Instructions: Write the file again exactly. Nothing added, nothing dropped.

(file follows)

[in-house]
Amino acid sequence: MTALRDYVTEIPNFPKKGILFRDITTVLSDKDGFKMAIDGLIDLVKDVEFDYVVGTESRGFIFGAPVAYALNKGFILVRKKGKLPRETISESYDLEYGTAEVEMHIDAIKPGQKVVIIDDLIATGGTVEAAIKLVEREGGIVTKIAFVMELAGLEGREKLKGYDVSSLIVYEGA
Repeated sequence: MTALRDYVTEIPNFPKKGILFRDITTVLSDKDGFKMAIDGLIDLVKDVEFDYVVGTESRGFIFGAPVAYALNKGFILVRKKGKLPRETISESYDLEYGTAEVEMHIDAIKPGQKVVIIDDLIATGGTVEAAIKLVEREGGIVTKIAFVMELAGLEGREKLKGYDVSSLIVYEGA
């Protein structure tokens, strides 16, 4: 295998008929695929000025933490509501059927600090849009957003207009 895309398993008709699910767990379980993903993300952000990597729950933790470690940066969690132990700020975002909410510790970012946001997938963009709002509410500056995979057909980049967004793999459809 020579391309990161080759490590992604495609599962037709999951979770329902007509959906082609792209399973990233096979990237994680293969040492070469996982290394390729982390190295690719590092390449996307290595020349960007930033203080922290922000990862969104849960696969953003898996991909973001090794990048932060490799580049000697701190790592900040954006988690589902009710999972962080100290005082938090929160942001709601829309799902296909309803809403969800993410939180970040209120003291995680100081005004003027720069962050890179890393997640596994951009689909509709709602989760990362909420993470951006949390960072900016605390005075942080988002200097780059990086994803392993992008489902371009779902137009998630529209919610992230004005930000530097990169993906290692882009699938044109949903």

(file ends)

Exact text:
[in-house]
Amino acid sequence: MTALRDYVTEIPNFPKKGILFRDITTVLSDKDGFKMAIDGLIDLVKDVEFDYVVGTESRGFIFGAPVAYALNKGFILVRKKGKLPRETISESYDLEYGTAEVEMHIDAIKPGQKVVIIDDLIATGGTVEAAIKLVEREGGIVTKIAFVMELAGLEGREKLKGYDVSSLIVYEGA
Repeated sequence: MTALRDYVTEIPNFPKKGILFRDITTVLSDKDGFKMAIDGLIDLVKDVEFDYVVGTESRGFIFGAPVAYALNKGFILVRKKGKLPRETISESYDLEYGTAEVEMHIDAIKPGQKVVIIDDLIATGGTVEAAIKLVEREGGIVTKIAFVMELAGLEGREKLKGYDVSSLIVYEGA
């Protein structure tokens, strides 16, 4: 295998008929695929000025933490509501059927600090849009957003207009 895309398993008709699910767990379980993903993300952000990597729950933790470690940066969690132990700020975002909410510790970012946001997938963009709002509410500056995979057909980049967004793999459809 020579391309990161080759490590992604495609599962037709999951979770329902007509959906082609792209399973990233096979990237994680293969040492070469996982290394390729982390190295690719590092390449996307290595020349960007930033203080922290922000990862969104849960696969953003898996991909973001090794990048932060490799580049000697701190790592900040954006988690589902009710999972962080100290005082938090929160942001709601829309799902296909309803809403969800993410939180970040209120003291995680100081005004003027720069962050890179890393997640596994951009689909509709709602989760990362909420993470951006949390960072900016605390005075942080988002200097780059990086994803392993992008489902371009779902137009998630529209919610992230004005930000530097990169993906290692882009699938044109949903």